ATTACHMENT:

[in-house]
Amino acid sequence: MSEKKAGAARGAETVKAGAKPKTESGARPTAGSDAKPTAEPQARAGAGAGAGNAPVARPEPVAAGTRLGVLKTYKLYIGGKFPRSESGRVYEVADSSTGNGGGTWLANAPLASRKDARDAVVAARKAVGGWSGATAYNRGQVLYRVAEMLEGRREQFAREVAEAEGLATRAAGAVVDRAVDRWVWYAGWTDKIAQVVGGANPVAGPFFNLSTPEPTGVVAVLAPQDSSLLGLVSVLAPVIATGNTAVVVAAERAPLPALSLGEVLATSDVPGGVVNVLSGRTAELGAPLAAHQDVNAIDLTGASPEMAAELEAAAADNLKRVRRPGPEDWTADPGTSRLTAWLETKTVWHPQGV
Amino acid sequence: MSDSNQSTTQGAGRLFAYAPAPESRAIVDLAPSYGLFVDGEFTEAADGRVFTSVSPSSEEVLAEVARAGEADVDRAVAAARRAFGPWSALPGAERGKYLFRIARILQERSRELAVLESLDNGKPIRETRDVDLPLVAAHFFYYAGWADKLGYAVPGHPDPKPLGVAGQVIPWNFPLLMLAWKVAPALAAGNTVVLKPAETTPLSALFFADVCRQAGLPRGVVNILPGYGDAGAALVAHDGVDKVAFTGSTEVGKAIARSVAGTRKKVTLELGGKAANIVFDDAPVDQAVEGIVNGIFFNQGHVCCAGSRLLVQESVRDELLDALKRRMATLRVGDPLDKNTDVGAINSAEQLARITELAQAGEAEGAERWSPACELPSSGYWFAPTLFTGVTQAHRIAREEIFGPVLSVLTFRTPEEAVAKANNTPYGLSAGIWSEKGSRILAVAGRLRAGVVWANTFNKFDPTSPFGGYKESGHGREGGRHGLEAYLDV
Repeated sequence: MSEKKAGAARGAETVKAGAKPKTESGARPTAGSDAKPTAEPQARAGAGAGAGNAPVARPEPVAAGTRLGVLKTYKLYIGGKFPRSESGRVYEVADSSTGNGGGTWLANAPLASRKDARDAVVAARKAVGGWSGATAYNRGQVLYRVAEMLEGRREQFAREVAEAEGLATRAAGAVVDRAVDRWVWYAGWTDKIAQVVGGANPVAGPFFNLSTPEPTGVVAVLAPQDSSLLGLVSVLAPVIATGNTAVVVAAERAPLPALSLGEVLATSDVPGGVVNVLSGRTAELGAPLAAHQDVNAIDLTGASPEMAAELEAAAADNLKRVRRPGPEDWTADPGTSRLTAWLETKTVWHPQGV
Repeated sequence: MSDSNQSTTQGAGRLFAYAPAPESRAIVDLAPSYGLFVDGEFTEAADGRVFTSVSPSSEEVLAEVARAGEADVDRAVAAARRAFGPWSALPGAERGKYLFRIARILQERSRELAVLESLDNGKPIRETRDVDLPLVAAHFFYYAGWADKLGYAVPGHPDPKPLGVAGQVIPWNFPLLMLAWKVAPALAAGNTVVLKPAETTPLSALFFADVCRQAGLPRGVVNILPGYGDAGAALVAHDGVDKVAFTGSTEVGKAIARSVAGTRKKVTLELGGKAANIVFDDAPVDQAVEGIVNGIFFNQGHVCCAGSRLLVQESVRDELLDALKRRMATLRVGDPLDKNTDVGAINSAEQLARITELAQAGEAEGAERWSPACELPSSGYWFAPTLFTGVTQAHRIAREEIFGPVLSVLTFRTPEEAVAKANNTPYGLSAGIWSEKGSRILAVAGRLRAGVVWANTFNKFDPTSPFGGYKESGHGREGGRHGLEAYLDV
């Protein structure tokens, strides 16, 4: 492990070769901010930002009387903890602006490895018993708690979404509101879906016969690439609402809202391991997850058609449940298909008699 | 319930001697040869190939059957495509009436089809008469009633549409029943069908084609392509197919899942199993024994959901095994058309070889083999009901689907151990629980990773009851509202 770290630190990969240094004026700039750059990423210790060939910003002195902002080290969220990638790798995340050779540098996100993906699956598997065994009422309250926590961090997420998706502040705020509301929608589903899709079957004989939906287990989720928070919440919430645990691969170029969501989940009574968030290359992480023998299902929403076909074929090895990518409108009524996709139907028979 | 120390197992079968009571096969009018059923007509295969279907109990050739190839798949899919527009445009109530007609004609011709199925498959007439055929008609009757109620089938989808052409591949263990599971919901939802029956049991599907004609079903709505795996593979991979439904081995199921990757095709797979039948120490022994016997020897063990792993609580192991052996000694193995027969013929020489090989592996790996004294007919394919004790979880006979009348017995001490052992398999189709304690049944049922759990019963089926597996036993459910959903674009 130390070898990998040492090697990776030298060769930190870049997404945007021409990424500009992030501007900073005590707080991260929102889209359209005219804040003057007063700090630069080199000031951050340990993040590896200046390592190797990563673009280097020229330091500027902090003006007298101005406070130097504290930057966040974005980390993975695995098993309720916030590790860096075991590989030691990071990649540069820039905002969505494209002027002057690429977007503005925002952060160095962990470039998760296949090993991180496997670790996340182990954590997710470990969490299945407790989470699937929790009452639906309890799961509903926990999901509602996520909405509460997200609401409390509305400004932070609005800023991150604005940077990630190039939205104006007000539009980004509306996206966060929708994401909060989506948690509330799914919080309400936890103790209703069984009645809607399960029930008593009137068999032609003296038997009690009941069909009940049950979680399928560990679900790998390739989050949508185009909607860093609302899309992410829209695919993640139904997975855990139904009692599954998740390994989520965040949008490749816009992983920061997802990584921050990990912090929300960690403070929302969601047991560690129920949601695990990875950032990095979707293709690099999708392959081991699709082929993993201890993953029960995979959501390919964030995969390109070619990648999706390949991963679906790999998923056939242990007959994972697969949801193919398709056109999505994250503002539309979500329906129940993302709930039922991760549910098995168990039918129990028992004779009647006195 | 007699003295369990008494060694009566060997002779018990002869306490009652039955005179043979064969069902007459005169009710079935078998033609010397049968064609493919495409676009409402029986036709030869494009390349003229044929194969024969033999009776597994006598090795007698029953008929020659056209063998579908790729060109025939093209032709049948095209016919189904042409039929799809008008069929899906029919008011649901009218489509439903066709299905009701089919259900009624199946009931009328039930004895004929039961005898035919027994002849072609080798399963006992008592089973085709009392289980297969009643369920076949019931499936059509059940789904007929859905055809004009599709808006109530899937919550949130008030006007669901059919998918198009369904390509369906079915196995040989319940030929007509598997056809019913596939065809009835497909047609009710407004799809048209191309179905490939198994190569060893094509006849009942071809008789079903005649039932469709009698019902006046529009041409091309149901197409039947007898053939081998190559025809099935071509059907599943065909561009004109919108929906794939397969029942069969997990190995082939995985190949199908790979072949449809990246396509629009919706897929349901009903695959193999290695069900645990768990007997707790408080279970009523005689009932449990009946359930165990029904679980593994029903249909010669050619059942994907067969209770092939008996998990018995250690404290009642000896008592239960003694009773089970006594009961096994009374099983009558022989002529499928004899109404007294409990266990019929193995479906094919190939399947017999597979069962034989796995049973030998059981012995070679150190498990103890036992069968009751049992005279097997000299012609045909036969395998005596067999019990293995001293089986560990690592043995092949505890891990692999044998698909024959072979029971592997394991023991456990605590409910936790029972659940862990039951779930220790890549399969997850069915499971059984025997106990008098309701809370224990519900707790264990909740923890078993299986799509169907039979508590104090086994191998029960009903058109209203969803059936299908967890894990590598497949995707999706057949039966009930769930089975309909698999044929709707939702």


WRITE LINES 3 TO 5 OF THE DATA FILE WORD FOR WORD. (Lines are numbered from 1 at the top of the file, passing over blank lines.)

Amino acid sequence: MSDSNQSTTQGAGRLFAYAPAPESRAIVDLAPSYGLFVDGEFTEAADGRVFTSVSPSSEEVLAEVARAGEADVDRAVAAARRAFGPWSALPGAERGKYLFRIARILQERSRELAVLESLDNGKPIRETRDVDLPLVAAHFFYYAGWADKLGYAVPGHPDPKPLGVAGQVIPWNFPLLMLAWKVAPALAAGNTVVLKPAETTPLSALFFADVCRQAGLPRGVVNILPGYGDAGAALVAHDGVDKVAFTGSTEVGKAIARSVAGTRKKVTLELGGKAANIVFDDAPVDQAVEGIVNGIFFNQGHVCCAGSRLLVQESVRDELLDALKRRMATLRVGDPLDKNTDVGAINSAEQLARITELAQAGEAEGAERWSPACELPSSGYWFAPTLFTGVTQAHRIAREEIFGPVLSVLTFRTPEEAVAKANNTPYGLSAGIWSEKGSRILAVAGRLRAGVVWANTFNKFDPTSPFGGYKESGHGREGGRHGLEAYLDV
Repeated sequence: MSEKKAGAARGAETVKAGAKPKTESGARPTAGSDAKPTAEPQARAGAGAGAGNAPVARPEPVAAGTRLGVLKTYKLYIGGKFPRSESGRVYEVADSSTGNGGGTWLANAPLASRKDARDAVVAARKAVGGWSGATAYNRGQVLYRVAEMLEGRREQFAREVAEAEGLATRAAGAVVDRAVDRWVWYAGWTDKIAQVVGGANPVAGPFFNLSTPEPTGVVAVLAPQDSSLLGLVSVLAPVIATGNTAVVVAAERAPLPALSLGEVLATSDVPGGVVNVLSGRTAELGAPLAAHQDVNAIDLTGASPEMAAELEAAAADNLKRVRRPGPEDWTADPGTSRLTAWLETKTVWHPQGV
Repeated sequence: MSDSNQSTTQGAGRLFAYAPAPESRAIVDLAPSYGLFVDGEFTEAADGRVFTSVSPSSEEVLAEVARAGEADVDRAVAAARRAFGPWSALPGAERGKYLFRIARILQERSRELAVLESLDNGKPIRETRDVDLPLVAAHFFYYAGWADKLGYAVPGHPDPKPLGVAGQVIPWNFPLLMLAWKVAPALAAGNTVVLKPAETTPLSALFFADVCRQAGLPRGVVNILPGYGDAGAALVAHDGVDKVAFTGSTEVGKAIARSVAGTRKKVTLELGGKAANIVFDDAPVDQAVEGIVNGIFFNQGHVCCAGSRLLVQESVRDELLDALKRRMATLRVGDPLDKNTDVGAINSAEQLARITELAQAGEAEGAERWSPACELPSSGYWFAPTLFTGVTQAHRIAREEIFGPVLSVLTFRTPEEAVAKANNTPYGLSAGIWSEKGSRILAVAGRLRAGVVWANTFNKFDPTSPFGGYKESGHGREGGRHGLEAYLDV